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Review of Yvette Tan’s Waking the Dead

 

Among one of my most recent book buys is one by a local writer and journalist, Yvette Tan, entitled Waking the Dead, a collection of short stories about humanity’s struggles and horror against both monsters lurking in the dark and those born from an abusive relationship.

Waking the Dead, and other stories – Yvette Tan

Quite in the tradition of such renowned names such as Nick Joaquin, she sets the stories within the Philippines, with its folklore and wonder coming to life in awe-inspiring, and at many times, terrifying, ways into its inhabitants’ lives. But, diverging from tradition, she masterfuly weaves a mythology of her own, but still keeping true to her patently filipino style of writing.

Each story is a panorama of emotions set in a dream-like landscape of child-like awe. Everything is similar to how you remeber them, but still new. Such is looking at the world through a child’s eyes. The sense of wonder springing from discovering how much you really didn’t know.

And the gretest fears also come from not knowing.

It is also interesting to note is one story that put her, the writer, into one of the narratives.I’m not sure if this was a true-to-life account of a supernatural experience, or if it was one of those tall tales people are sometimes fond of teling. I’d be sure to ask her if I ever get the chance.

The characters were all inherently broken inside, whether it is the slow internal erosion caused by a dysfunctional relationship, or mourning over the loss of one’s beloved wife. It moves them into situations resulting in some of the most moving emotional conflicts I’ve read in a long time. Whether or not they are aware of it, they seem to know deep in their hearts that nothing is in the heavens or upon the earth that would save them, maybe except for themselves. Despite that, they still strive and struggle against whatever it is before them, this grim resolution to continue making this book one worth the time to read.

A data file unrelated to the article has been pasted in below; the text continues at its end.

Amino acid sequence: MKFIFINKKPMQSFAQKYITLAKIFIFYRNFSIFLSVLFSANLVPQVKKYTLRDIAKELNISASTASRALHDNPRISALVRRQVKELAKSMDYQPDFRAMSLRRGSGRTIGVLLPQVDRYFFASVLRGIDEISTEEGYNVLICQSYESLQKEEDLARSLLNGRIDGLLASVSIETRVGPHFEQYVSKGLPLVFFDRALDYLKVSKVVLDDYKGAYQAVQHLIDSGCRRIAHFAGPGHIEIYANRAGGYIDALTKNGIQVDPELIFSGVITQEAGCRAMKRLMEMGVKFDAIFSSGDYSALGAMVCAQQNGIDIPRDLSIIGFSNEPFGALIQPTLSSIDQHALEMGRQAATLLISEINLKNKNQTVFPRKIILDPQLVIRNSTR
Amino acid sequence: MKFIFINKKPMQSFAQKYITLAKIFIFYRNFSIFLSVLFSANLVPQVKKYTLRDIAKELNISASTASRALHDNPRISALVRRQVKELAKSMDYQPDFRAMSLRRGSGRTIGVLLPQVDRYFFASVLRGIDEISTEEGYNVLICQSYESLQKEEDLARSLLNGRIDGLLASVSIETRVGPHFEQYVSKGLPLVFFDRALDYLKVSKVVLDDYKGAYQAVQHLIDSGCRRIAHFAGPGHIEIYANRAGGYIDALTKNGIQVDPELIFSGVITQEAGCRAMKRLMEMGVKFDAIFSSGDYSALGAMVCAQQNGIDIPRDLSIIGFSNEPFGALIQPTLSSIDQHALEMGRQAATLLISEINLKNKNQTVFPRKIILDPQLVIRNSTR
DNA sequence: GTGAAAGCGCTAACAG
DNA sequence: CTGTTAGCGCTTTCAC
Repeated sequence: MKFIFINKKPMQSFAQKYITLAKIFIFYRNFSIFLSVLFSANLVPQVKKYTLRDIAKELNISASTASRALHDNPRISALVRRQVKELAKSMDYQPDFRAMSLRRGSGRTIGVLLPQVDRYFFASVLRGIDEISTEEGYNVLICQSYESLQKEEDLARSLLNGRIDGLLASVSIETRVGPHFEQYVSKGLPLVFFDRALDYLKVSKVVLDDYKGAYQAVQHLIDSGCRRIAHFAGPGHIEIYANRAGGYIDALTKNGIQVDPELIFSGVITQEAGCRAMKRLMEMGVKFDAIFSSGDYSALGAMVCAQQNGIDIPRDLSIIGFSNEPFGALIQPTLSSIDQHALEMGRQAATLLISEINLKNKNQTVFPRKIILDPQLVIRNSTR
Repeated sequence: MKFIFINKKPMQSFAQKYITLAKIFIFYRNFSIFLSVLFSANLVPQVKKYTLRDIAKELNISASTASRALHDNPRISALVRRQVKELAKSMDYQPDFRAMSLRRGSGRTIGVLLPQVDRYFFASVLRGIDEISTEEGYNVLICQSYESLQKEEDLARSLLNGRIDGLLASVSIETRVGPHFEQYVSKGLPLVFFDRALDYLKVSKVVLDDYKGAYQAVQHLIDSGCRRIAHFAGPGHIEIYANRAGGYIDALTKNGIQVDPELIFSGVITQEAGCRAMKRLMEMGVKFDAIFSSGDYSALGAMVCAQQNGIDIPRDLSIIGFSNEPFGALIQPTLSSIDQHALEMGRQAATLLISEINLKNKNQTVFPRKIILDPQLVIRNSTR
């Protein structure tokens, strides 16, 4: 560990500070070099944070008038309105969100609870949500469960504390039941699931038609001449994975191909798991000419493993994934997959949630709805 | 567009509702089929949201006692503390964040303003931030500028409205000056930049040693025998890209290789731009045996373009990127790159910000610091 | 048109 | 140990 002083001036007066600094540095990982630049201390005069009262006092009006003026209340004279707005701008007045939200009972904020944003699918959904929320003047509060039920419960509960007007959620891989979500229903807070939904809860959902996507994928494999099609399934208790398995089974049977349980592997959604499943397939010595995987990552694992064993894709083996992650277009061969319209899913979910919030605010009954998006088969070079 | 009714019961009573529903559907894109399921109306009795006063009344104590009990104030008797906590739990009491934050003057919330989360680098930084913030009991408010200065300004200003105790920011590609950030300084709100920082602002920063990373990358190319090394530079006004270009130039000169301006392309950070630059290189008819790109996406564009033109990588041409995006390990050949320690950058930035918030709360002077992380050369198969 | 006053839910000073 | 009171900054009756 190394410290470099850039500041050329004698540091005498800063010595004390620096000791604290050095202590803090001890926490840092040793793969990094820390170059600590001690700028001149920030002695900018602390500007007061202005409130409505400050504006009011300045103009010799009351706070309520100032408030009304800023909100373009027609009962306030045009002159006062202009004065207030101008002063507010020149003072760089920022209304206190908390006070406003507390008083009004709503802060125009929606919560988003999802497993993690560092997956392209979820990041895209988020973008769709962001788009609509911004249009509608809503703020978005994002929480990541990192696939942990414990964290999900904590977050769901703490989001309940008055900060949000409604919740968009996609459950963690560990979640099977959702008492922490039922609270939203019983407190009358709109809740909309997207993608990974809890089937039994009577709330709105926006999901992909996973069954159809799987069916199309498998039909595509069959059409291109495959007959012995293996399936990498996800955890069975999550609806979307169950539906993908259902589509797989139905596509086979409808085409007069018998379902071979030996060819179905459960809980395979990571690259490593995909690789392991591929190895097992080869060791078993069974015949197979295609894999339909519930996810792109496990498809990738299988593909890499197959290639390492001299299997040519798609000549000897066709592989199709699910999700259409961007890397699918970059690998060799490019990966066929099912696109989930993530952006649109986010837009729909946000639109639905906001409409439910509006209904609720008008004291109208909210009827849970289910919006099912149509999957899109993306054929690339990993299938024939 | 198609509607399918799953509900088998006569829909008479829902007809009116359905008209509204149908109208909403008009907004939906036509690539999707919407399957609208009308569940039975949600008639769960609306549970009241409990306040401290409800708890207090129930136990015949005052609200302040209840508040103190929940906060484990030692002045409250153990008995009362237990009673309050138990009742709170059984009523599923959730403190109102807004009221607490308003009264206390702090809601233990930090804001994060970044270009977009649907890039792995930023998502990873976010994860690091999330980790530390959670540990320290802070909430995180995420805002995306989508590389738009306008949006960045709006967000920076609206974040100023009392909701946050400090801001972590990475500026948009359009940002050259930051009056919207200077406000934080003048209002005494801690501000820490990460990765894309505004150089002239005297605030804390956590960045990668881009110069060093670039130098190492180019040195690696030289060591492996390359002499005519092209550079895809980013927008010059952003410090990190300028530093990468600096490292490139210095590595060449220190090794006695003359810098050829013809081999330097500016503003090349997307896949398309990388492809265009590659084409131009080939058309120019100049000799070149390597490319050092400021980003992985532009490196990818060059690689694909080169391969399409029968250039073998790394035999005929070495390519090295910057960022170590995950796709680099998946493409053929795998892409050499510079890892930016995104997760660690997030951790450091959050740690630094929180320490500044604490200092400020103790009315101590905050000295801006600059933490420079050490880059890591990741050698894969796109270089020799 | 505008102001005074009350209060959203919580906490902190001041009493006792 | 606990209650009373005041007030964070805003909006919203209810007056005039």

It explores some very sensitive topics like same sex relationships, illegal drugs, murders and child abuse, weaving the awe and horror of the world around them into their own dire situations.

Fade to Nothing, one of the more emotionally intense stories of the lot.

Another theme in particular that got my attention was the treatment it gave to the concept of salvation in two stories in particular, The Child Abandoned and Sidhi. The first explores how the legend of the Sta. Teresa, the child Abandoned, was formed, and how she initiated the Change, the great watery cataclysm that resulted in the cleansing of the Pasig River, destruction of the Black Nazarene and the crossing over of the Fae-folk into our world.

This story in particular treated the concept of salvation as an internal overhaul of destructive actions and habits, using the filthy Pasig River as a metaphor. That in the flushing out the trash and the destruction of long-held dogmas and beliefs, and letting the Change take you with it, and just going with its will, the world will become a more exciting place filled with wonder and awe.

Then, there was Sidhi, meaning Intense in Filipino, a story about Noah, called the Dreamer, a man who can supposedly bring temporary Salvation to those who can find him, and that of Jan the woman from whose point of view the story was told, living in the shadow of the one who can bring man and women to the stars and the depths of the void using his mind. Salvation on Earth.

It was the eve of the Feast of Sta. Teresa, a night where people came to both become cleansed as the Saint did to the river, and wallow in the mire of both human and non-human carnality. It was in many ways, a cautionary tale to accompany the message of The Child Abandoned. That temporary salvation was not salvation at all, as shown in the scene where Jan fled from Noah during the high point of the Dreamer’s spell, where she discovered that Noah’s already sanity has failed along with the steady decline of his health.

All in all, the entire book, in all its simplicity, leads the reader on a dreamy tour of landscapes and cityscapes similar to ours, but with wonder and terror just waiting to be discovered. It was a worthwhile reading and I recommend this book to anyone who wants a good book about night stalkers and fairies, giants kapres who’ve given up smoking, and widowers waking the dead, all while keeping a grim sense of realism and somber social awareness.